Soon after, Dominika is sent to a state-sponsored facility that trains women and men in the art of sexual espionage. Through psychological and physical scrutinization, exacted by the brutally uncompromising Matron (Charlotte Rampling) of the “Sparrow School,” the recruits are trained to be the perfect sexual sociopath. To be a Red Sparrow is to be an inveterate emotional liar. Dominika resists some aspects of her training, but is ultimately pushed through by her uncle, along with General Vladimir Korchnoi (Jeremy Irons) and sent on her first mission, to infiltrate American CIA operative, Nate Nash (Joel Edgerton), in order to find the mole ratting out Russian secrets to the American intelligence agencies. What follows is an intricate devolution of betrayals and semi-baffling surprises as the film dashes toward its 139th minute.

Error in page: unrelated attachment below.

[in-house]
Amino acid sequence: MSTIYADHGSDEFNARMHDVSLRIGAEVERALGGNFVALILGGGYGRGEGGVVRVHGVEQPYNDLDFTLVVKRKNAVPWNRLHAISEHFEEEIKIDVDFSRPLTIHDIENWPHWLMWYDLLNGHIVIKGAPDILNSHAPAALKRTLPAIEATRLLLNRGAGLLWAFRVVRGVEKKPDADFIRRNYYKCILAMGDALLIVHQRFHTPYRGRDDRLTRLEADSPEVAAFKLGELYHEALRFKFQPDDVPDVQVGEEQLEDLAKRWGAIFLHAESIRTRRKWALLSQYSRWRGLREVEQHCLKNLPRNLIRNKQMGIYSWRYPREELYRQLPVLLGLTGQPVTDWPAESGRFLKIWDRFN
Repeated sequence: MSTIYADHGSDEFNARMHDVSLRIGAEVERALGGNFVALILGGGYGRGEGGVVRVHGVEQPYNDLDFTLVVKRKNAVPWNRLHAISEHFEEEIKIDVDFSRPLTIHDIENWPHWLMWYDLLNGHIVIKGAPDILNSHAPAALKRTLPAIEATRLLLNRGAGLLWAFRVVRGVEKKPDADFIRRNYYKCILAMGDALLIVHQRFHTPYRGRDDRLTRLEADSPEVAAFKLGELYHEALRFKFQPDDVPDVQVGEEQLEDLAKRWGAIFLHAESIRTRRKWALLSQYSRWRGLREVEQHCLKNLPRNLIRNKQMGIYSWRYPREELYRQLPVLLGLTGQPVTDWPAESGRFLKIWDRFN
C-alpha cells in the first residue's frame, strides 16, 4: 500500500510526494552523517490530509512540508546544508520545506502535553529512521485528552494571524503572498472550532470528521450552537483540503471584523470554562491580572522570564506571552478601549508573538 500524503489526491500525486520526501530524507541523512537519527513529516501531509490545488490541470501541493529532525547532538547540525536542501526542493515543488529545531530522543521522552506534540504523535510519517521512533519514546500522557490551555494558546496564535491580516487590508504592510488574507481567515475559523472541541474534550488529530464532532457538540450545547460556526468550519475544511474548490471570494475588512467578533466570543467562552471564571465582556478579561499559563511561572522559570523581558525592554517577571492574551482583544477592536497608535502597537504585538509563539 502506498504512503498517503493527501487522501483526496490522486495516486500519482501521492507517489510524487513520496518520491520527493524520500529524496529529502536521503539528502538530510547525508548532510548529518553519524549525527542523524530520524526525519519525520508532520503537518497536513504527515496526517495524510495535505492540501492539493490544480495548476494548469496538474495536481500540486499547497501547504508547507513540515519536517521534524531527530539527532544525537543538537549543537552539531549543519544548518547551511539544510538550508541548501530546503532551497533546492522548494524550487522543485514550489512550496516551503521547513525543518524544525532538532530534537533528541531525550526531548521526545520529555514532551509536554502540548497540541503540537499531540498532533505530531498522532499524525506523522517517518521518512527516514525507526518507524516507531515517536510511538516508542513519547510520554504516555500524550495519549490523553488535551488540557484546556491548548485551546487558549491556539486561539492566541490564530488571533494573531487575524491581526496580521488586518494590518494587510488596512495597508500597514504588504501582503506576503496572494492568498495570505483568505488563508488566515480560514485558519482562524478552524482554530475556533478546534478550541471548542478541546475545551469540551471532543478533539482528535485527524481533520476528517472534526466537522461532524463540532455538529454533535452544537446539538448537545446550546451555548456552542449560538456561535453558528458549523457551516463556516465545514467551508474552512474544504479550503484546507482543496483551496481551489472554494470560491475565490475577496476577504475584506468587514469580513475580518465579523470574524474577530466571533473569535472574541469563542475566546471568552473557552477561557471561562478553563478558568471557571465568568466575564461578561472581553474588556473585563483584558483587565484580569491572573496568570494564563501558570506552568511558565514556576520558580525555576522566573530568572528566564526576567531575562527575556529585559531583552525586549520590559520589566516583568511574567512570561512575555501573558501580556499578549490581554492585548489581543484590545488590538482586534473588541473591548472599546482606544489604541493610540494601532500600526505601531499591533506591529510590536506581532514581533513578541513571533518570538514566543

A line uttered early in the film is indicative of the Russian state’s men, in both the film and the real world. Nate quips: “You only matter in Russia if important people think you matter.” Dominika responds, “Is that so much different than America?” It is a worthwhile question, although as General Korchnoi puts it later in the film, “at least, in America, personal freedom is an aspiration.” In Russia, it is not even a false pretense. The comparative freedom of America to Russia is evident, but America faces its own, possibly more insidious social issues, and the film’s tongue-in-cheek nod towards domestic unrest is one of its best moments. The despotic chokehold of the Russian state within its own country, and its attempt at sowing worldwide discord is particularly resonant both in the film and in life. Our own domestic quandaries sizzle in the background.